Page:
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Highland Hills church holds 'dinner and debate' event for Black voters

Black Voters Matter Fund
Posted at 9:11 PM, Sep 29, 2020
and last updated 2020-09-29 23:16:30-04

HIGHLAND HILLS, Ohio — During Tuesday’s debate, a church in Highland Hills held an event for Black voters to eat dinner and watch the debate, as well as to register to vote if they hadn’t already.

At Mt Zion Fellowship, cars drove into the parking lot early Tuesday evening to enjoy free food from food trucks and other activities as they waited for the debate later in the night.

“I know this year, more than any year, it’s super important to vote, specifically for our demographic,” said Gina Birch of Oakwood Village, who said she was invited by a friend. “So I just wanted to show my support.”

She added, “And I heard there was going to be free food, so that never hurts.”

The event, part of the “We Got the Power” tour by the Black Voters Matter Fund, focused in part on voter registration, something Birch feels is important.

“I do a lot of work with digital inclusion, so there are so many people that just don’t have internet at all, let alone a computer or a smartphone to kind of get access to that,” Birch said. “So being on the street and in the community, and having the applications that you need right there on hand, I think is a very important way to get people registered.”

LaRese Purnell, founder of The Real Black Friday and one of the event’s organizers, said they were expecting more than 200 cars Tuesday night. He said it is critical for people to stay engaged in the political process and to vote.

“The biggest understatement is that your vote doesn’t matter,” Purnell said.

Purnell said it’s imperative for Black voters to vote, not just in this year’s election or in national elections, but every time.

“Your vote matters,” Purnell said. “You’re voting for your kids, you’re voting for your parents, you’re voting for your community, but most importantly, you’re voting for yourself.”

And, he added, Black voters are important “not just for today, but just everything it took for us to have the right to vote. How many generations, how many people died for our right, so that’s first, I want to make sure I say that foremost.”

Purnell said the pandemic creates more challenges, with barriers in transportation and mail ballots being received on time.

“There are barriers that are being created that must be discussed, and it’s imperative that as a community that we stay woke,” Purnell said. “We have to stay woke during this time and don’t get rocked to sleep and make sure that we pay attention to the issues that are taking place in our community, and stand for something.”

He emphasized how much he wanted to see the community get energized.

“I just feel that with the energy that we’re going to receive collectively, it’s gonna just infuse change with school systems, with medical institutions, with community businesses,” Purnell said. “So I’m just looking for a lot of energy and power to just be gained today by this community.”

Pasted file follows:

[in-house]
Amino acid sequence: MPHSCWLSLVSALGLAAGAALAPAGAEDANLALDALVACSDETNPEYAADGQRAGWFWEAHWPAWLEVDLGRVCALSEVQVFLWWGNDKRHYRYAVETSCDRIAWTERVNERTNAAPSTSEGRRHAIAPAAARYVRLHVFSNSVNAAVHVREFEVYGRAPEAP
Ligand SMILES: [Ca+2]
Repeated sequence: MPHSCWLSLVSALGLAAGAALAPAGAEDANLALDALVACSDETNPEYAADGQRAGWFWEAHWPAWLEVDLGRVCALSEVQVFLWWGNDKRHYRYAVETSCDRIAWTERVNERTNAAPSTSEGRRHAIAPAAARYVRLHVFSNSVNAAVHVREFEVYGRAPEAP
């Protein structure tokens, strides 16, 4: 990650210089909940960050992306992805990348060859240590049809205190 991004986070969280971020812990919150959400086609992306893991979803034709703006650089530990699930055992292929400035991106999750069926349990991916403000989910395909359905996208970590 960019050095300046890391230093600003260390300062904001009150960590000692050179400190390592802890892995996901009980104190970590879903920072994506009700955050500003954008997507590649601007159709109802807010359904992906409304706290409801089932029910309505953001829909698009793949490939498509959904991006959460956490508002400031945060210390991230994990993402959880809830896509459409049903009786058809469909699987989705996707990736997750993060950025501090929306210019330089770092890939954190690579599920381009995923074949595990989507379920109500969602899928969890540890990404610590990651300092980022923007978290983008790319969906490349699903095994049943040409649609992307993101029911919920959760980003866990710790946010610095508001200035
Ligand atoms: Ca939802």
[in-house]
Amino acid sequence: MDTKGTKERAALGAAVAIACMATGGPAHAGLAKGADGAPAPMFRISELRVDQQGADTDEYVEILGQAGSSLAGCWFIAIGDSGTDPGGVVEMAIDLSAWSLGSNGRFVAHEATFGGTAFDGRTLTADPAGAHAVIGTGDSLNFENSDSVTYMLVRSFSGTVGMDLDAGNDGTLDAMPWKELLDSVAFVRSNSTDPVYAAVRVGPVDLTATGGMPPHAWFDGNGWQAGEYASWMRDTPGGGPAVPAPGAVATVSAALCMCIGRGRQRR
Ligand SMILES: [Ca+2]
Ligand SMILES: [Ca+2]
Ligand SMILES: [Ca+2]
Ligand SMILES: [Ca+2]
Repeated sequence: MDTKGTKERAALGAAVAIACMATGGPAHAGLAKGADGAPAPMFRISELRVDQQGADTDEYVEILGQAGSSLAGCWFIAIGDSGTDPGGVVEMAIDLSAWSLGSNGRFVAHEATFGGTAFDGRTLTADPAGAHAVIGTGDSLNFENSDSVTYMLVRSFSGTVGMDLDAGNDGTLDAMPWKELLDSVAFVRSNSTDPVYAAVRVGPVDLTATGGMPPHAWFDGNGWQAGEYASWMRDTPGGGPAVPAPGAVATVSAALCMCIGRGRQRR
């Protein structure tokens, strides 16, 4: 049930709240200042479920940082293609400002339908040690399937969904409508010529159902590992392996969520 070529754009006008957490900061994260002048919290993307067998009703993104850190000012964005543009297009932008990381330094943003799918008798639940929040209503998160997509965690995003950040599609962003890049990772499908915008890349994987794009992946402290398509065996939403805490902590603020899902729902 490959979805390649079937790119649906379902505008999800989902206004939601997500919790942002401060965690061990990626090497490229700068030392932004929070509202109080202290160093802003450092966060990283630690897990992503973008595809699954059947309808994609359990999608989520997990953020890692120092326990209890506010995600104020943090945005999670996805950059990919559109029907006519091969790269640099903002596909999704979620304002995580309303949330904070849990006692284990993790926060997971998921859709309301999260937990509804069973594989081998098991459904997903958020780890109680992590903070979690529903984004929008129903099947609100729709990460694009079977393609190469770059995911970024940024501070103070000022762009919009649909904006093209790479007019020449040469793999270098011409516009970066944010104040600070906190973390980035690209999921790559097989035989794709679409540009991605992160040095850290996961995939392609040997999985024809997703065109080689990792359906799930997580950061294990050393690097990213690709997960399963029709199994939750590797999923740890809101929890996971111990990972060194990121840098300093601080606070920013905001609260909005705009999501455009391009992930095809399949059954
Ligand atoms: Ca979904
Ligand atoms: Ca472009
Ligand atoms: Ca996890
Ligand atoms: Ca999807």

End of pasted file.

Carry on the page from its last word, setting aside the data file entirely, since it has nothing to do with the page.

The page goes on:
Monica Green, organizer for the Ohio region of Black Voters Matter Fund and a Cleveland entrepreneur, said that “when Black people don’t vote, then they kind of take [themselves] off the table from having a voice.”

Green said voting is especially important in this climate.

“There’s a whole cry out around ‘I want to be heard, I want to have justice, I want to have a voice, I want to have a seat at the table,’” Green said.

Green emphasized the importance of staying engaged in the political process, too.

“Not only is it easy to fall through the cracks when you’re not engaged, but because there’s certain barriers that are in the climate that will automatically put Black people in a position where they’re not able to participate at the level that they should,” Green said. “So it’s extremely important to check and double-check and double-check and make sure that you are truly engaged in the process, so that you can make sure that, when you get to the polls, you can participate at the highest level, which is voting.”

She spoke specifically to the 30-year-olds in the Black community, some of whom she had talked with recently.

“They said that their generation doesn’t see the value in voting, and so it was extremely disheartening, because I know if they don’t vote that they are leaving their whole lives to someone else, you know, they’re not participating,” Green said.

Green said younger people need to be invited to the table to share their unique viewpoints.

“No one generation has all the answers,” Green said. “We have to engage and we have to synergize so we can have a better community overall.”

She said that sometimes people become apathetic when they “don’t feel as though they’re invited to the table or that their voice doesn’t matter.”

“So it’s extremely important that tonight, all of the things that are of interest to African American people, that they’re addressed along the lines of every single issue that affects our community,” Green said.

She added, “It’s not just about voting, just checking the boxes. You gotta know which candidate is for what and which candidate isn’t. We have to look at the history of what these candidates do. Are they really participating in a way that is going to be of some value to our community?”

For Gina Birch, this debate was an opportunity to hear from the candidates as the election draws near.

“My main concern with Joe Biden is solidity and consistency. So if he can mean what he says and stick to it, I think I’ll be OK,” Birch said.

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